This court is not there listed as subscribing to either view, but we feel this court has taken a position and that antecedent negligence is not to be considered, for in Blue Grass Traction Co. v. Ingles, 140 Ky. 488, 131 S.W. 278, we condemned a last clear chance instruction that did not contain the words "if he can do so in the exercise of ordinary care with the means' at his command." This court prepared an instruction on the last clear chance in Chesapeake O. Ry. Co. v. Montjoy's Adm'r,148 Ky. 279, 146 S.W. 371, 374, in which appear the words "in the exercise of all reasonable means at his command." This court in reversing the judgment in Louisville N. R. Co. v. Harrod's Adm'r, 155 Ky. 155, 159 S.W. 685, 47 L.R.A. (N.S.) 918, directed an instruction to be given containing the words "in the exercise of ordinary care, with the means at his command." In Finnegan's Adm'x v. Floyd G. A. Livery Co., 214 Ky. 416,283 S.W. 402, 405 (an automobile case), we said it was the duty of the driver "to use all means at his hands." By the use of further time, the number of such cases could be multiplied several times, but these are enough to show that when the plaintiff's recovery is rested upon "discovered peril," *Page 48 the "humanitarian doctrine," or "last clear chance," the defendant's liability must be found in what he did or did not do, and not in what he had or did not have. The continued recurrence with approval of such expressions as "means at his command," "means at hand," etc., in our opinions leads inevitably to the conclusion that in this commonwealth the defendant's liability when the last clear chance rule comes into operation must be found in some failure of the defendant to exercise ordinary care to make proper use of what he had at hand. Missouri takes the same position, and in Millhouser v. Kansas City Public Service Co., 331 Mo. 933, 55 S.W.2d 673, 675, the Supreme Court of that state said:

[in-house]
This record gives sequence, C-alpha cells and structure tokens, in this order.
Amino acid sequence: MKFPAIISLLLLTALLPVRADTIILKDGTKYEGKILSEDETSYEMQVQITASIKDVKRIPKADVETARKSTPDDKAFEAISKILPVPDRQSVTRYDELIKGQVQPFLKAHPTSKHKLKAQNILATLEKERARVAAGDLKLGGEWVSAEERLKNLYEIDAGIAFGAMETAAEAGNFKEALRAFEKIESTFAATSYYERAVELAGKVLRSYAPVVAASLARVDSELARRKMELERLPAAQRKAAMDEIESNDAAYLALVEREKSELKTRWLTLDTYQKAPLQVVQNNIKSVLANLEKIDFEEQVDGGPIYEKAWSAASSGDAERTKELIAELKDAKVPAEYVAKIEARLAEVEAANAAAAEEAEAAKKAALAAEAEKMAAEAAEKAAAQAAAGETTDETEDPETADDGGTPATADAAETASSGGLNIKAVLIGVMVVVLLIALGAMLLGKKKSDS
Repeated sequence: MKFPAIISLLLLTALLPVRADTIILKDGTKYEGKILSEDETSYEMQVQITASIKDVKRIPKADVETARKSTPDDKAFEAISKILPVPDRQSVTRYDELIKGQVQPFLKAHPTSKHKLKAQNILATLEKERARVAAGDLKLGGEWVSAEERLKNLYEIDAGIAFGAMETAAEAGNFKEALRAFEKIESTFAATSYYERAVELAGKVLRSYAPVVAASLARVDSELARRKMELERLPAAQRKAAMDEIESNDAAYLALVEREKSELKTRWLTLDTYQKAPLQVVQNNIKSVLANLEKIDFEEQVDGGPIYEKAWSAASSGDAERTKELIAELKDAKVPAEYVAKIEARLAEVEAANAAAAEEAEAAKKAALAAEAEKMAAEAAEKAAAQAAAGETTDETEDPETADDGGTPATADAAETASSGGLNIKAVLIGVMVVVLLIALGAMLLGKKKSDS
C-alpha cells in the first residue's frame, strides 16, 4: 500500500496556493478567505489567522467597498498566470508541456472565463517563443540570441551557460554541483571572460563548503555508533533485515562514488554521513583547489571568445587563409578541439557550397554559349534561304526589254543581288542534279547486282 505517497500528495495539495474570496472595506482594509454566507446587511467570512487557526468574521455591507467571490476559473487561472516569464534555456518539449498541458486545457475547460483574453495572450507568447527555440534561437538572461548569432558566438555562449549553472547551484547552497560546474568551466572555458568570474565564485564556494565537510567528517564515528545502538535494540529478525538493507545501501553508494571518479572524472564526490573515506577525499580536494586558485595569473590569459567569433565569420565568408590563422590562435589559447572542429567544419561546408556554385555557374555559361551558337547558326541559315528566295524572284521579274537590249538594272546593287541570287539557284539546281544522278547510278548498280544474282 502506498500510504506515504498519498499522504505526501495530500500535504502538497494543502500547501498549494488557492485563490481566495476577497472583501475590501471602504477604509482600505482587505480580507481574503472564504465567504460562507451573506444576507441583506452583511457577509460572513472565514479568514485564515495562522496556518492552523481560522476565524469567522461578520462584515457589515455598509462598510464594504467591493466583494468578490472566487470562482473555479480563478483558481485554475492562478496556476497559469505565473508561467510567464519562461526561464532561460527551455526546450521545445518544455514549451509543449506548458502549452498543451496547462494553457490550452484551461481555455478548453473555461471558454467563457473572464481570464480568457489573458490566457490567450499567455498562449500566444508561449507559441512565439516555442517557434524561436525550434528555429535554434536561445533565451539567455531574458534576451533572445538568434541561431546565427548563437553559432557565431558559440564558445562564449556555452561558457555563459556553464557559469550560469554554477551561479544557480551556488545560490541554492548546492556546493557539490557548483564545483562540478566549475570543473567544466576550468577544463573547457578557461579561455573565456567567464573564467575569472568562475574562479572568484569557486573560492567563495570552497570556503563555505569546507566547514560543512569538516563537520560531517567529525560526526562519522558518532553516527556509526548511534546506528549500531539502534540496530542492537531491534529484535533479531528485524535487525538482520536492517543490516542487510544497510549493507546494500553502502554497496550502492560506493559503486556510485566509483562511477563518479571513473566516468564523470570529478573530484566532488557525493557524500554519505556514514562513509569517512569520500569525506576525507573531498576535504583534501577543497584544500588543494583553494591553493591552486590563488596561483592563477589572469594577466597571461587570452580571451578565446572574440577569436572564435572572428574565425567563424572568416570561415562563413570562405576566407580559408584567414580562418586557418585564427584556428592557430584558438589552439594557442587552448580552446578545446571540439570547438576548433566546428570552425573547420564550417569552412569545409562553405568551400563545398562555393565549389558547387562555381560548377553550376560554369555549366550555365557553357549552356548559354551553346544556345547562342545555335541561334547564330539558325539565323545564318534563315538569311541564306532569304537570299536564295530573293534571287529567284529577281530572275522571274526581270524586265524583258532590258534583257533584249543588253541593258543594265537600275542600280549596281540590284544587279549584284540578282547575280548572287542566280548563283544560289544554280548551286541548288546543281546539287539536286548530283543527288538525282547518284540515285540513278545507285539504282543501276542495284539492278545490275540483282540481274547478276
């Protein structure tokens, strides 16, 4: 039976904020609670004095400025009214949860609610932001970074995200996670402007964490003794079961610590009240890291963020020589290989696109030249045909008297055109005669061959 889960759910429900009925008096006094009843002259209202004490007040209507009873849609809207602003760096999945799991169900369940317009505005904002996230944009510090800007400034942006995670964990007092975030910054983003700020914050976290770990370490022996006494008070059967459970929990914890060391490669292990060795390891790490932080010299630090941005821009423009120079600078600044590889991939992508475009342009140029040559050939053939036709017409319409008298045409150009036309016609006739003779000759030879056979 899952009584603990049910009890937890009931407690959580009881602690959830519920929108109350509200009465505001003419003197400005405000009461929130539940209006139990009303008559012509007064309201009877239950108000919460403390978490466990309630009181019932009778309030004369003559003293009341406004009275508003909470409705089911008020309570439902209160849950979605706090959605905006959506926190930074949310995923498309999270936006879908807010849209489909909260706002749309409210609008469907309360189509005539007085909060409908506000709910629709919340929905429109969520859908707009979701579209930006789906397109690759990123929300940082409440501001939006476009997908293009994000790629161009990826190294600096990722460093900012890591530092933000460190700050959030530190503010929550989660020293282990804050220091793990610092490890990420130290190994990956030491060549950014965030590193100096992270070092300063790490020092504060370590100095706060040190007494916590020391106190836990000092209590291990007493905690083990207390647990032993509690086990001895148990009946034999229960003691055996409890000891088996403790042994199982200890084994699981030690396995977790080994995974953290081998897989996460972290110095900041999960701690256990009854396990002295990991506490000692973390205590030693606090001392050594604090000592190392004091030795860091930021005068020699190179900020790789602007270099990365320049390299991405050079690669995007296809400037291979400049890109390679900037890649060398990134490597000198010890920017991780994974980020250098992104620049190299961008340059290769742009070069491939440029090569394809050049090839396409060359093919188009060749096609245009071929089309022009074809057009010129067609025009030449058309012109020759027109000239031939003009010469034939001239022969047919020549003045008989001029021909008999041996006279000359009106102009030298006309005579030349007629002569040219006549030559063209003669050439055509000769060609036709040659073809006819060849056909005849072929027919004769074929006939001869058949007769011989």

"When the humanitarian rule begins to operate, all prior and antecedent negligence of either party goes out of the case, and the sole question left is the ability of the defendant to prevent the injury under the then conditions."

    To same effect, see Larey v. M.-K.-T. R. Co., 333 Mo. 949, 64 S.W.2d 681; Wolfson v. Cohen, (Mo. Sup.) 55 S.W.2d 677; and Niederhelm. v. M.-K.-T. R. Co. (Mo.App.)68 S.W.2d 895.